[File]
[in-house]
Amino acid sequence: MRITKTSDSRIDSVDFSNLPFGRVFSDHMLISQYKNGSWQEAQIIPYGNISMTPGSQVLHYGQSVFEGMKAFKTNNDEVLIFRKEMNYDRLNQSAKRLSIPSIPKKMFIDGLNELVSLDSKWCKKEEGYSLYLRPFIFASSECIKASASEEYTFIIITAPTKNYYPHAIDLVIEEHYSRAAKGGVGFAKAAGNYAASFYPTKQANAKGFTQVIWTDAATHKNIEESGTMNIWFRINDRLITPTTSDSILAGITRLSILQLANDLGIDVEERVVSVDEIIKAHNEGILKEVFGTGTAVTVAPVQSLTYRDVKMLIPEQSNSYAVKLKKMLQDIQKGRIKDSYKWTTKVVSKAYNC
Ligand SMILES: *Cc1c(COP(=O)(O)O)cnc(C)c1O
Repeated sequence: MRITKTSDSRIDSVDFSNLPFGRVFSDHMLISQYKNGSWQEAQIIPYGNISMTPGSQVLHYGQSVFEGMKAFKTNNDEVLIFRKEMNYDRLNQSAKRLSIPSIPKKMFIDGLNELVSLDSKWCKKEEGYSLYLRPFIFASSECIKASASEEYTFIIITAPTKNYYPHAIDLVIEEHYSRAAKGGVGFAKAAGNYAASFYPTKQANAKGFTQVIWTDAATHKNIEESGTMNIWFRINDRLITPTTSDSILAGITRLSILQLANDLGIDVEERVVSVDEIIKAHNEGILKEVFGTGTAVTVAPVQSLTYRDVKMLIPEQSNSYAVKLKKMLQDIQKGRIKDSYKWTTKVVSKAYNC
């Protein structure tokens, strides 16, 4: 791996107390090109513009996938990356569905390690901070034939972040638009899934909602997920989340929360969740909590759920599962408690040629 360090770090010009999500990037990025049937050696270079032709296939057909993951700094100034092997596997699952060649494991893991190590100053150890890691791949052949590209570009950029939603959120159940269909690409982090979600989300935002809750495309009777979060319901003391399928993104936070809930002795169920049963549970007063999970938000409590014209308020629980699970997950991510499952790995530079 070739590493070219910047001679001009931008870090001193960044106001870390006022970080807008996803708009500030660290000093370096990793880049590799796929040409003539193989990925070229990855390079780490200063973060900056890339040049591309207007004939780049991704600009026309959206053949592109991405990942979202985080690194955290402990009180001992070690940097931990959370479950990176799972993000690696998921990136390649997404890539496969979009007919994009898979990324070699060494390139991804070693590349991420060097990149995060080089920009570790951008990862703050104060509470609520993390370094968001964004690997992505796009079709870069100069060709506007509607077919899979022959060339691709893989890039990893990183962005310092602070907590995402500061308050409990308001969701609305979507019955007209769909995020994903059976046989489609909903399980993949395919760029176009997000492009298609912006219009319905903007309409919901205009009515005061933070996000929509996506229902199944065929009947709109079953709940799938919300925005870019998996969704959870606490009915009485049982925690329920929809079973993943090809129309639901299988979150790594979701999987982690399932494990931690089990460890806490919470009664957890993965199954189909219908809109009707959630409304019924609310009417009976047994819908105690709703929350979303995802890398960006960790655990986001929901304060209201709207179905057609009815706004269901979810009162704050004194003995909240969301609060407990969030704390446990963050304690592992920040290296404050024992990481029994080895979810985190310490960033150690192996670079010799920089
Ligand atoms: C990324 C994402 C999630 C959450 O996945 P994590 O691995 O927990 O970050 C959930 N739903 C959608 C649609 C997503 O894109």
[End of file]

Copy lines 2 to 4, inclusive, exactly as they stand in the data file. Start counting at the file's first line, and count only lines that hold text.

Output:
Amino acid sequence: MRITKTSDSRIDSVDFSNLPFGRVFSDHMLISQYKNGSWQEAQIIPYGNISMTPGSQVLHYGQSVFEGMKAFKTNNDEVLIFRKEMNYDRLNQSAKRLSIPSIPKKMFIDGLNELVSLDSKWCKKEEGYSLYLRPFIFASSECIKASASEEYTFIIITAPTKNYYPHAIDLVIEEHYSRAAKGGVGFAKAAGNYAASFYPTKQANAKGFTQVIWTDAATHKNIEESGTMNIWFRINDRLITPTTSDSILAGITRLSILQLANDLGIDVEERVVSVDEIIKAHNEGILKEVFGTGTAVTVAPVQSLTYRDVKMLIPEQSNSYAVKLKKMLQDIQKGRIKDSYKWTTKVVSKAYNC
Ligand SMILES: *Cc1c(COP(=O)(O)O)cnc(C)c1O
Repeated sequence: MRITKTSDSRIDSVDFSNLPFGRVFSDHMLISQYKNGSWQEAQIIPYGNISMTPGSQVLHYGQSVFEGMKAFKTNNDEVLIFRKEMNYDRLNQSAKRLSIPSIPKKMFIDGLNELVSLDSKWCKKEEGYSLYLRPFIFASSECIKASASEEYTFIIITAPTKNYYPHAIDLVIEEHYSRAAKGGVGFAKAAGNYAASFYPTKQANAKGFTQVIWTDAATHKNIEESGTMNIWFRINDRLITPTTSDSILAGITRLSILQLANDLGIDVEERVVSVDEIIKAHNEGILKEVFGTGTAVTVAPVQSLTYRDVKMLIPEQSNSYAVKLKKMLQDIQKGRIKDSYKWTTKVVSKAYNC